clock menu more-arrow no yes

Filed under:

Disabled work bill on track for Senate OK

WASHINGTON -- Bipartisan legislation that would help people with disabilities go to work without losing their health insurance is moving forward in the Senate, although a dispute over how to pay for it has kept the bill stalled in the House.

Senate passage was expected Wednesday after senators agreed to put off decisions on how to pay for the bill.Fear of losing Medicare and Medicaid is the No. 1 reason that less than one-half of 1 percent of Americans receiving disability benefits ever return to work, advocates say. People with disabilities usually have serious medical problems and often have trouble getting private health coverage.

"This is a crazy system we have allowed to develop," President Clinton said Tuesday, joining senators in praising the legislation as offering a life-changing option for millions of Americans.

Sen. James Jeffords, R-Vt., said the legislation has moved forward because of its bipartisan support.

"We are taking the first step on the final path to open the door and allow people with disabilities to reach that dream of a fuller life," he said.

The legislation has 77 co-sponsors in the Senate but was snagged last month on Texas Republican Sen. Phil Gramm's objections to the obscure corporate tax change used to pay for the bill, which would cost $800 million over five years.

Backers agreed to drop the tax change. The legislation now directs that its cost be paid with unspecified spending cuts.

In the House, similar legislation has cleared the Commerce Committee but must move through the Ways and Means Committee. It has considerable support in the House, but there is no agreement about how to pay for it and no vote has been scheduled.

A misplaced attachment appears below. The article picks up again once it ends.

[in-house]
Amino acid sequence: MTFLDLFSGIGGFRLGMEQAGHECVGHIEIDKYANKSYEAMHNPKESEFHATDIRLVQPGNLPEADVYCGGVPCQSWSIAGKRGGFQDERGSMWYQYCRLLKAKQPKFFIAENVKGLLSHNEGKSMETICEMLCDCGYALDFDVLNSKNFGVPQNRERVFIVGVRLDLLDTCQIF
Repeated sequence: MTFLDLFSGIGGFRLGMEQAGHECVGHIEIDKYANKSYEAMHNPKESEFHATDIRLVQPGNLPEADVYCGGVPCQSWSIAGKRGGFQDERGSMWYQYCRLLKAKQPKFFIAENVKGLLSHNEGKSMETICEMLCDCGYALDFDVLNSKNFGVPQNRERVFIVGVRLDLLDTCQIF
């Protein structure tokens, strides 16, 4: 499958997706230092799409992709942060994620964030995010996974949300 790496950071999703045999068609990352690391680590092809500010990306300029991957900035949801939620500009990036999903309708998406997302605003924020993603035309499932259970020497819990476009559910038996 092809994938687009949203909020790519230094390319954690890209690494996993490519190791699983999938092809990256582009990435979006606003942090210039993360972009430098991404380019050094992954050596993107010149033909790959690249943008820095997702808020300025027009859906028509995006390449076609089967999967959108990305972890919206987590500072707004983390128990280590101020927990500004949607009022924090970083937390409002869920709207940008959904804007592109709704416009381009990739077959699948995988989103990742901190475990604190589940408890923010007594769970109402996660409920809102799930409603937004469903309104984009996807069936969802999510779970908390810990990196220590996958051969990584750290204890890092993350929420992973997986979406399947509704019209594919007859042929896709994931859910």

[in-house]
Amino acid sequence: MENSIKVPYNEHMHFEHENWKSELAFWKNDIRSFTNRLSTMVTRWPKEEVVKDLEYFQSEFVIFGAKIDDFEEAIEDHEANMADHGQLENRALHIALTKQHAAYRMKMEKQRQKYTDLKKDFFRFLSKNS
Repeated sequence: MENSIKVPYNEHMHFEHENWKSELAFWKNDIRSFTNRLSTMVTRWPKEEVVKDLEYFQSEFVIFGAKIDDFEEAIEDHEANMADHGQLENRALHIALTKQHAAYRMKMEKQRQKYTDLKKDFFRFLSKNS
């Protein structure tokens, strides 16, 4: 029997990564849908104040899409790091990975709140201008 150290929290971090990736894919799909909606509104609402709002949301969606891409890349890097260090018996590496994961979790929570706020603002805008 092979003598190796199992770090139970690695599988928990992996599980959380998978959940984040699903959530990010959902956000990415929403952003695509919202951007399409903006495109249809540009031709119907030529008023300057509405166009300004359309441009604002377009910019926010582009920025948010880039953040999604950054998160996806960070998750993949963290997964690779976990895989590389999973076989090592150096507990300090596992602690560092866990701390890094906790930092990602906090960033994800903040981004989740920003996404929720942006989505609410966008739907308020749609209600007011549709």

The legislation would affect about 9 million adults who collect federal disability benefits.

Those who use the Social Security Disability Insurance program could keep their Medicare benefits after returning to work. States would get the option to extend Medicaid to those in the Supplemental Security Income program for low-income people, allowing them to buy into the program and pay premiums that would rise as their income grows.

The legislation would also inject competition among those who train the disabled to work. The disabled could choose to continue getting services from government rehabilitation programs, or they could go to privately run programs.

Additionally, the bill would give the trainers an extra incentive to get people to work -- the trainers would get some of the money saved because of decreased government disability benefits.

The legislation was headed to the Senate floor until Gramm objected to the way the bill was funded. It would have increased tax revenues by changing the rules for U.S. companies operating abroad. Specifically, it would have made it more difficult for those companies to claim a tax credit on taxes they pay to other countries.